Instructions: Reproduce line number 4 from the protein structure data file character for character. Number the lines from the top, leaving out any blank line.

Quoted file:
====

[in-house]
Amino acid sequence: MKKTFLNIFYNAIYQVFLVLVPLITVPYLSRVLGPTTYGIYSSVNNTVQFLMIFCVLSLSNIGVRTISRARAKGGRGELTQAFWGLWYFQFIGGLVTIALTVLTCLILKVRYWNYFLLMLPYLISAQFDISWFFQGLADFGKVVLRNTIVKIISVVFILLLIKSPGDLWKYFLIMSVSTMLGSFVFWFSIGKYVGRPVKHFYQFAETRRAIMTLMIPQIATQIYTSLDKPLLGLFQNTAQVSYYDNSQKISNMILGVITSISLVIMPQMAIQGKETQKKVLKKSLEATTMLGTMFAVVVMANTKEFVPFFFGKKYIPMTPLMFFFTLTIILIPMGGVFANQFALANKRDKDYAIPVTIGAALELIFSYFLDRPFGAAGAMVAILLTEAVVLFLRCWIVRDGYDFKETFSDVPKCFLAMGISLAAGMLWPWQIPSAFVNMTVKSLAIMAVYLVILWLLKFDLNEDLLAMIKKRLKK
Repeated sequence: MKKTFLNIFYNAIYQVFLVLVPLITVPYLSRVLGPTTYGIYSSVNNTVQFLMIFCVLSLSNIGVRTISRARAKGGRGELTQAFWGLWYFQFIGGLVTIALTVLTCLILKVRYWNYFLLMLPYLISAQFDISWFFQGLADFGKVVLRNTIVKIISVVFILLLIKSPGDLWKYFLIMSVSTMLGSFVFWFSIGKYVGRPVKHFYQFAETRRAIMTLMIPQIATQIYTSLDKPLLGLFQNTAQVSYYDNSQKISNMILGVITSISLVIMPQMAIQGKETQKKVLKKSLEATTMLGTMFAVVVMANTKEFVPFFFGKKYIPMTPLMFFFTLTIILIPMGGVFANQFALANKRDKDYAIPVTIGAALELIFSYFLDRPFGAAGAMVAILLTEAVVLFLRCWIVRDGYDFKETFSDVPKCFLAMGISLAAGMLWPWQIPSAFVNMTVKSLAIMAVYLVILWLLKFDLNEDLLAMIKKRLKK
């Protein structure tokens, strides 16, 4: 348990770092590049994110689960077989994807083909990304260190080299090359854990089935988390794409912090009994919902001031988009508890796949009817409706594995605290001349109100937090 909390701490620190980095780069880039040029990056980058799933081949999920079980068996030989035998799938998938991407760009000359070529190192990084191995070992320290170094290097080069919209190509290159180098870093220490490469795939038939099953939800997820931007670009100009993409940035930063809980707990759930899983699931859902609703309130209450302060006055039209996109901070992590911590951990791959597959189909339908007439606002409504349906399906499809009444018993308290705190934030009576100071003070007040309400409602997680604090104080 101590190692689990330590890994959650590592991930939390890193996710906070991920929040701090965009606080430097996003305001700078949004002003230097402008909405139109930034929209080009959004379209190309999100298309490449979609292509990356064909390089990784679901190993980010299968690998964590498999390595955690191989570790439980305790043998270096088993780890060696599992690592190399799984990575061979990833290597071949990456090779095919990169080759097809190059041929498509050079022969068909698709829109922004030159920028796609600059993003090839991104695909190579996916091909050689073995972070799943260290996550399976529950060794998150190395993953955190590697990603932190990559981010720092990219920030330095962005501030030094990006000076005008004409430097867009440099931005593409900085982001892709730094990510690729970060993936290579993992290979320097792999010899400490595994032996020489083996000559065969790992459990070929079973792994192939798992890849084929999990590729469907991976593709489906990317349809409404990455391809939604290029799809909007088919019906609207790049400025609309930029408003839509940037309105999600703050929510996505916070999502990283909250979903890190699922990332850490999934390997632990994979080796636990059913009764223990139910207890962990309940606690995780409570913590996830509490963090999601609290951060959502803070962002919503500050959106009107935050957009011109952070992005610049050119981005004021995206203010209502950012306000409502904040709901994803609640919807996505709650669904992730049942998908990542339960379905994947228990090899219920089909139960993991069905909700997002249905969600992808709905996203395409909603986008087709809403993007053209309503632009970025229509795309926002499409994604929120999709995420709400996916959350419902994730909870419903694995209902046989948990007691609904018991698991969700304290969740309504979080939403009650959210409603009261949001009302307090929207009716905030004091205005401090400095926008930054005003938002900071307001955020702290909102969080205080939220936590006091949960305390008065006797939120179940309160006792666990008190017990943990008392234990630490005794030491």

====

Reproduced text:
């Protein structure tokens, strides 16, 4: 348990770092590049994110689960077989994807083909990304260190080299090359854990089935988390794409912090009994919902001031988009508890796949009817409706594995605290001349109100937090 909390701490620190980095780069880039040029990056980058799933081949999920079980068996030989035998799938998938991407760009000359070529190192990084191995070992320290170094290097080069919209190509290159180098870093220490490469795939038939099953939800997820931007670009100009993409940035930063809980707990759930899983699931859902609703309130209450302060006055039209996109901070992590911590951990791959597959189909339908007439606002409504349906399906499809009444018993308290705190934030009576100071003070007040309400409602997680604090104080 101590190692689990330590890994959650590592991930939390890193996710906070991920929040701090965009606080430097996003305001700078949004002003230097402008909405139109930034929209080009959004379209190309999100298309490449979609292509990356064909390089990784679901190993980010299968690998964590498999390595955690191989570790439980305790043998270096088993780890060696599992690592190399799984990575061979990833290597071949990456090779095919990169080759097809190059041929498509050079022969068909698709829109922004030159920028796609600059993003090839991104695909190579996916091909050689073995972070799943260290996550399976529950060794998150190395993953955190590697990603932190990559981010720092990219920030330095962005501030030094990006000076005008004409430097867009440099931005593409900085982001892709730094990510690729970060993936290579993992290979320097792999010899400490595994032996020489083996000559065969790992459990070929079973792994192939798992890849084929999990590729469907991976593709489906990317349809409404990455391809939604290029799809909007088919019906609207790049400025609309930029408003839509940037309105999600703050929510996505916070999502990283909250979903890190699922990332850490999934390997632990994979080796636990059913009764223990139910207890962990309940606690995780409570913590996830509490963090999601609290951060959502803070962002919503500050959106009107935050957009011109952070992005610049050119981005004021995206203010209502950012306000409502904040709901994803609640919807996505709650669904992730049942998908990542339960379905994947228990090899219920089909139960993991069905909700997002249905969600992808709905996203395409909603986008087709809403993007053209309503632009970025229509795309926002499409994604929120999709995420709400996916959350419902994730909870419903694995209902046989948990007691609904018991698991969700304290969740309504979080939403009650959210409603009261949001009302307090929207009716905030004091205005401090400095926008930054005003938002900071307001955020702290909102969080205080939220936590006091949960305390008065006797939120179940309160006792666990008190017990943990008392234990630490005794030491």